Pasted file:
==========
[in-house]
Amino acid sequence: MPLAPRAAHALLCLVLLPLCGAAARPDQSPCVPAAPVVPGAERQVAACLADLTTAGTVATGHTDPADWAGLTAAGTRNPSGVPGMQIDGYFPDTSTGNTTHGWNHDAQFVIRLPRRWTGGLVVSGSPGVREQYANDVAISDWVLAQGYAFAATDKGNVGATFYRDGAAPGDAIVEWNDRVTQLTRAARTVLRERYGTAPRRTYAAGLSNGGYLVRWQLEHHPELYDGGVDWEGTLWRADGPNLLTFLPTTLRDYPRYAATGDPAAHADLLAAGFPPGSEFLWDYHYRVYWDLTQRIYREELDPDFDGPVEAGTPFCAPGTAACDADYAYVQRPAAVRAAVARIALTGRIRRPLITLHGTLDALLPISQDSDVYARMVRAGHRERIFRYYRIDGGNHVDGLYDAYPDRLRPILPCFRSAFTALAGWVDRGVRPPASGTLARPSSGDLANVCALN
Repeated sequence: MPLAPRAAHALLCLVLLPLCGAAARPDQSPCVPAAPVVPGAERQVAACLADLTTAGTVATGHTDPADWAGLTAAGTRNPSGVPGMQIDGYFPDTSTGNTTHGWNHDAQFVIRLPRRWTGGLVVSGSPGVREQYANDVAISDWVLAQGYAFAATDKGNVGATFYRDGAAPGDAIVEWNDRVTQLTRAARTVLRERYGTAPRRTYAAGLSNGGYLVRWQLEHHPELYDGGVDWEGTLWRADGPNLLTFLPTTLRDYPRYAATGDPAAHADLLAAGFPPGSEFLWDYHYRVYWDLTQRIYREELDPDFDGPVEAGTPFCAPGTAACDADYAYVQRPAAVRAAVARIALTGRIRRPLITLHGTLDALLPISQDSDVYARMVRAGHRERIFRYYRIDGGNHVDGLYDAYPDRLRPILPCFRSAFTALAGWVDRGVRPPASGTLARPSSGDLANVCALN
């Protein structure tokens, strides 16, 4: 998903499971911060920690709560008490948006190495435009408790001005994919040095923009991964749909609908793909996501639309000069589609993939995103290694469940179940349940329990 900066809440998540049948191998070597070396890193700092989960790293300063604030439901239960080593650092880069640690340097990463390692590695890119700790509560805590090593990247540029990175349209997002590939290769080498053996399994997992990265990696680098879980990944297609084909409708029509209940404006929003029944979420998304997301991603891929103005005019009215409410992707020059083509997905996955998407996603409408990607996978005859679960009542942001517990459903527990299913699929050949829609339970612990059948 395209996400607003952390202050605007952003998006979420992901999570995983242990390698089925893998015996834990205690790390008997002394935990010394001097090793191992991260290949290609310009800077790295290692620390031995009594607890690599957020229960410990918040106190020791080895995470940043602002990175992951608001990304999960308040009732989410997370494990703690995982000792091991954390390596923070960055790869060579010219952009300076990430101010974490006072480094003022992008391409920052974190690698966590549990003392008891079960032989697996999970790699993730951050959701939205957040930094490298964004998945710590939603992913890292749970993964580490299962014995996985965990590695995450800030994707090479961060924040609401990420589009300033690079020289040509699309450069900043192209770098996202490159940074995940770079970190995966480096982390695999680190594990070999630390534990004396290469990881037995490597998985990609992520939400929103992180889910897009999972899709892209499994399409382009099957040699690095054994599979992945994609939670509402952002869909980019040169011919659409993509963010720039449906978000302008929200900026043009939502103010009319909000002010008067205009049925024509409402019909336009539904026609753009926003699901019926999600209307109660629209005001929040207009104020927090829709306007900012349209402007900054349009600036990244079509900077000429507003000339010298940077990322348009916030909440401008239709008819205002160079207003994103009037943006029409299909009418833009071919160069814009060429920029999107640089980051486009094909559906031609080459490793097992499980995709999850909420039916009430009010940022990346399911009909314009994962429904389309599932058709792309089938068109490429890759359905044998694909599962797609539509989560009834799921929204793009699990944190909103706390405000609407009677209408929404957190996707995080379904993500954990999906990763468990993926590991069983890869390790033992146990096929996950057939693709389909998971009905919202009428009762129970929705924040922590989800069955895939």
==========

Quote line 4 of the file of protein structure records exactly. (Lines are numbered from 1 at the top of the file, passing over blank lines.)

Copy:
């Protein structure tokens, strides 16, 4: 998903499971911060920690709560008490948006190495435009408790001005994919040095923009991964749909609908793909996501639309000069589609993939995103290694469940179940349940329990 900066809440998540049948191998070597070396890193700092989960790293300063604030439901239960080593650092880069640690340097990463390692590695890119700790509560805590090593990247540029990175349209997002590939290769080498053996399994997992990265990696680098879980990944297609084909409708029509209940404006929003029944979420998304997301991603891929103005005019009215409410992707020059083509997905996955998407996603409408990607996978005859679960009542942001517990459903527990299913699929050949829609339970612990059948 395209996400607003952390202050605007952003998006979420992901999570995983242990390698089925893998015996834990205690790390008997002394935990010394001097090793191992991260290949290609310009800077790295290692620390031995009594607890690599957020229960410990918040106190020791080895995470940043602002990175992951608001990304999960308040009732989410997370494990703690995982000792091991954390390596923070960055790869060579010219952009300076990430101010974490006072480094003022992008391409920052974190690698966590549990003392008891079960032989697996999970790699993730951050959701939205957040930094490298964004998945710590939603992913890292749970993964580490299962014995996985965990590695995450800030994707090479961060924040609401990420589009300033690079020289040509699309450069900043192209770098996202490159940074995940770079970190995966480096982390695999680190594990070999630390534990004396290469990881037995490597998985990609992520939400929103992180889910897009999972899709892209499994399409382009099957040699690095054994599979992945994609939670509402952002869909980019040169011919659409993509963010720039449906978000302008929200900026043009939502103010009319909000002010008067205009049925024509409402019909336009539904026609753009926003699901019926999600209307109660629209005001929040207009104020927090829709306007900012349209402007900054349009600036990244079509900077000429507003000339010298940077990322348009916030909440401008239709008819205002160079207003994103009037943006029409299909009418833009071919160069814009060429920029999107640089980051486009094909559906031609080459490793097992499980995709999850909420039916009430009010940022990346399911009909314009994962429904389309599932058709792309089938068109490429890759359905044998694909599962797609539509989560009834799921929204793009699990944190909103706390405000609407009677209408929404957190996707995080379904993500954990999906990763468990993926590991069983890869390790033992146990096929996950057939693709389909998971009905919202009428009762129970929705924040922590989800069955895939």